I wonder if we will ever see light at the end of the Syrian tunnel after all these killings of women and children, with death the toll crossing 110,000 and refugees numbering at over two million scattered in camps in neighbouring countries. The human loss is in addition to the massive destruction of infrastructure and heritage of a country known for its diversity of faith.
During the past two weeks, we have been hearing about military strikes against the Syrian regime by US and some Western countries after the alleged use of chemical weapons by the regime forces which killed 1,429 people, 426 of them children. Statements from US President Barack Obama and French President Francois Hollande show that a military strike is now inevitable, though will be limited.
The tone of their statements shows that a broader military action against the regime is unlikely, as the US is not seeking to overthrow the regime of Bashar Al Assad.
This is because Washington is worried that an escalation of the conflict or a wider war might affect Israel. There is also a fear that the country will fall into the hands of Al Qaeda and its front groups. So, the strikes are meant to strip the regime of its chemical weapons and achieve a military balance on the ground between rival parties.
Although murder is murder whatever the weapons used, the number of Syrians killed in the last two years is far greater than the number who fell victim to chemical poisoning two weeks ago.
Days after the House of Commons vote against any military strike on Syria, British Foreign Minister William Hague said his country was ready to hold talks with Iran on Syria, and was committed to a political solution, and would work for the convening of a peace conference in Geneva.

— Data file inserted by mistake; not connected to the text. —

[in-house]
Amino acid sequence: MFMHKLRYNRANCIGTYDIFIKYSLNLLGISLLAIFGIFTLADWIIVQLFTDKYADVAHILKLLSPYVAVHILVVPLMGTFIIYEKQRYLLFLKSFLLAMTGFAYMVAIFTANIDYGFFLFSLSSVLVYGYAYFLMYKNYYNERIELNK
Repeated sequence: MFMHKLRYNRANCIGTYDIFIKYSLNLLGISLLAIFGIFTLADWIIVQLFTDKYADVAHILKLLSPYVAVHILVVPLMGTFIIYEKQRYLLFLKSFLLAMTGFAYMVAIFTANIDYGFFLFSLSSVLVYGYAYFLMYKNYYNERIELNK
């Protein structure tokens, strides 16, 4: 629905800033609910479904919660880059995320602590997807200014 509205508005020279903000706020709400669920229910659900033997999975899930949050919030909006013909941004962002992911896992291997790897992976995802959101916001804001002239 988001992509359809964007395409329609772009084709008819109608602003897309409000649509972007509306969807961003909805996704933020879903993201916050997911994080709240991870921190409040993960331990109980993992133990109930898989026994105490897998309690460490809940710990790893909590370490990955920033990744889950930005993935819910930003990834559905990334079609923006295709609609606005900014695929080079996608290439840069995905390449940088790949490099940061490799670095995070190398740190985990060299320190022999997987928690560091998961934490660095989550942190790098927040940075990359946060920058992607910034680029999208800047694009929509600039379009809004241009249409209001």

But the crisis has shed enough blood and Syrians have suffered heavily in their struggle for freedom, justice and human dignity by fighting a tyrant empowered by some countries in the region and some superpowers. However, as the issue has become more complicated due to the conflicting and entangled interests of various parties and the cold war between East and West, a political solution through military means is the only way out. Force must be used to reach a political solution, which shall be binding on all parties, internal and external. Sitting at the negotiation table does not mean a surrender or weakness, but a necessity, to save the lives of Syrians. And bringing two parties to a dispute together at a point in the middle of the road is better than standing on the wayside, without hope.
Moreover, the international community and the superpowers have a moral responsibility to protect Syrian people as the crisis is growing every day. If it is not remedied now, it will burn everyone, without exception. Therefore, all parties should not miss this rare opportunity to stop the killing machine, before the situation descends towards the division of Syria, or Syria becomes a state that lacks the components of a state, or a state without people.